You try to make a name for yourself: go to college, make friends, start a family, become a doctor. You are moving on with your life, but unfortunately, so is your attacker. You keep track of his accomplishments because you want to see where he's going with his pitiful life and see if he might fall, possibly hoping he will. Then, he gets nominated to be a Supreme Court justice by the president himself and your world crumbles.
How? How can someone who committed such a disgusting act be nominated to be in the highest court of the land? Where is the justice for what he did? There isn't... unless you come forward. You relive your trauma over and over again knowing that someone so heinous will be preaching about justice in the highest court position. After debating it, you finally decide that enough is enough, and you cannot possibly allow someone like this to win after the trauma he inflicted.
If you even remotely sympathized with that, then you understand. It's not a matter of convenience, it's a matter of justice. Someone who did an injustice like raping someone else CAN NOT be preaching about justice. Simple. It's not complicated.
Now that I put Ford's scenario into perspective, can you understand her a little more? Can you imagine the pain she went through? Can you imagine how her heart must have sank the moment President Trump named his nominee? The pain is unbearable. This is why I choose to give Dr. Ford as much belief as Kavanaugh.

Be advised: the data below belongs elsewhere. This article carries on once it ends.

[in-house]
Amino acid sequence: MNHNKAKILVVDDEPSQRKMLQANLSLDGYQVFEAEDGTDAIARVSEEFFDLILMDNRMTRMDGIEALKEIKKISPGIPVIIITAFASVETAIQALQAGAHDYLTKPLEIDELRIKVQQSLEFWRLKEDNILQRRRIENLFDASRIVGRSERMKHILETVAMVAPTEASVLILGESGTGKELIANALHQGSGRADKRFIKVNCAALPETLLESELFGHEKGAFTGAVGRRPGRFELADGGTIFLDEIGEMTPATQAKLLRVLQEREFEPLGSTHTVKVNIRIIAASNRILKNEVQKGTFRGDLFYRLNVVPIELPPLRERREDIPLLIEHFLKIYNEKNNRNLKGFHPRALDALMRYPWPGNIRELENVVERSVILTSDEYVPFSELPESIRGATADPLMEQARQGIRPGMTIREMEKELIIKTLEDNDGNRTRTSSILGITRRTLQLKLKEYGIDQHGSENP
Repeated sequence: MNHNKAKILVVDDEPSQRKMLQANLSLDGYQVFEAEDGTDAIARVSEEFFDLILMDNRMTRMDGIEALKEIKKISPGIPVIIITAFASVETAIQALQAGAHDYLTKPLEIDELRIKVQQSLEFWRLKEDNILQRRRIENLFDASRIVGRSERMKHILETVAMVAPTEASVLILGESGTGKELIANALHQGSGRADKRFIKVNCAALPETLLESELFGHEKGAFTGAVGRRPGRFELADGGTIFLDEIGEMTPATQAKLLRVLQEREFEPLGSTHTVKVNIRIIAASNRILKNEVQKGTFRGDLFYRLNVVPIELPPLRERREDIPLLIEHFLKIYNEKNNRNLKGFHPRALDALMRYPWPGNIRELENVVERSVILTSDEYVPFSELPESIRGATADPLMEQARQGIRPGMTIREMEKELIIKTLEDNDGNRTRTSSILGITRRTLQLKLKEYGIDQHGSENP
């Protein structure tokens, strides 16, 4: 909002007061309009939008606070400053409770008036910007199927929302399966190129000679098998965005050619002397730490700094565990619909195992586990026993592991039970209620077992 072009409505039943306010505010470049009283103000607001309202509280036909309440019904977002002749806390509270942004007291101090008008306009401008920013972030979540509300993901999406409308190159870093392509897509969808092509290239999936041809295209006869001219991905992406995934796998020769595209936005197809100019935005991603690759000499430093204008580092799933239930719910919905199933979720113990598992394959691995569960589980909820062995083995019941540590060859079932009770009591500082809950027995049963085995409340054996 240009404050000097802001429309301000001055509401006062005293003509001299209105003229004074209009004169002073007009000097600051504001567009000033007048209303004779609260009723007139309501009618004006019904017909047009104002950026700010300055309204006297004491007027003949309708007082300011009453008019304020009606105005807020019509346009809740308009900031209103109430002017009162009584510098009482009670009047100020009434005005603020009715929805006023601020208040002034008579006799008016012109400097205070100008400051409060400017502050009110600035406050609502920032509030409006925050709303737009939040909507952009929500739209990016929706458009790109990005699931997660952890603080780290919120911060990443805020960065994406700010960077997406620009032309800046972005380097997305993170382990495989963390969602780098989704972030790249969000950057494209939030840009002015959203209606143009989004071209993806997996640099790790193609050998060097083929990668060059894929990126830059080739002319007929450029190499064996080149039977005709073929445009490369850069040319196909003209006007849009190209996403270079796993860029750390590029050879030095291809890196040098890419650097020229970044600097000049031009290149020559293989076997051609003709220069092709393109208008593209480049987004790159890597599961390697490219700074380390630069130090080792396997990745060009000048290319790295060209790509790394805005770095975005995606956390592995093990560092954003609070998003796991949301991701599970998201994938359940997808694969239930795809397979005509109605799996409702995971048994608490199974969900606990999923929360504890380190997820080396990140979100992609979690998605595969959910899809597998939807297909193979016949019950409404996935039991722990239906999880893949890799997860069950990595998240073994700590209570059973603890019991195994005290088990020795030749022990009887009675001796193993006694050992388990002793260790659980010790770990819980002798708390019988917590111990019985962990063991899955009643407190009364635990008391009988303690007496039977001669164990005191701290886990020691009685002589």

For those saying I haven't justified Kavanaugh, then you are wrong. Again, it has been 35 years, he has been nominated just recently and it could be seen as a convenient time to come forward; however, these same reasons work for Ford. It's all about putting yourself in the shoes of both the alleged victim and alleged attacker. In the case of Kavanaugh v. Ford, the arguments used for one can also be used to defend the other, but it's all about how the facts align, how the story unfolds, how each person reacts.
The trial (which has already happened), should have given you a clearer head of who is right and who is wrong. Still, it's up to the court to determine innocence. Of course, we want the innocent party to come out on top, but let's stop assuming disbelief on women.
There's always this automatic shame and disbelief cast on women when they come forward with charges of rape, especially if these charges are aimed at an official of high status. High status does not mean that people are somehow better than us, they are just like us and are capable of the exact same things as others. Start taking cases of this nature with seriousness, with interest, and look at the facts presented to determine a personal, well-thought-out opinion. Don't assume.
If we #BelieveSurvivors, we aren't saying that we automatically deem those men or women to be innocent. It means that we believe that they an equal right of telling the truth as the opposing party. Unless you're admitting to being close-minded and casting judgment without presentation of facts, then maybe it's time that the skeptics believe too.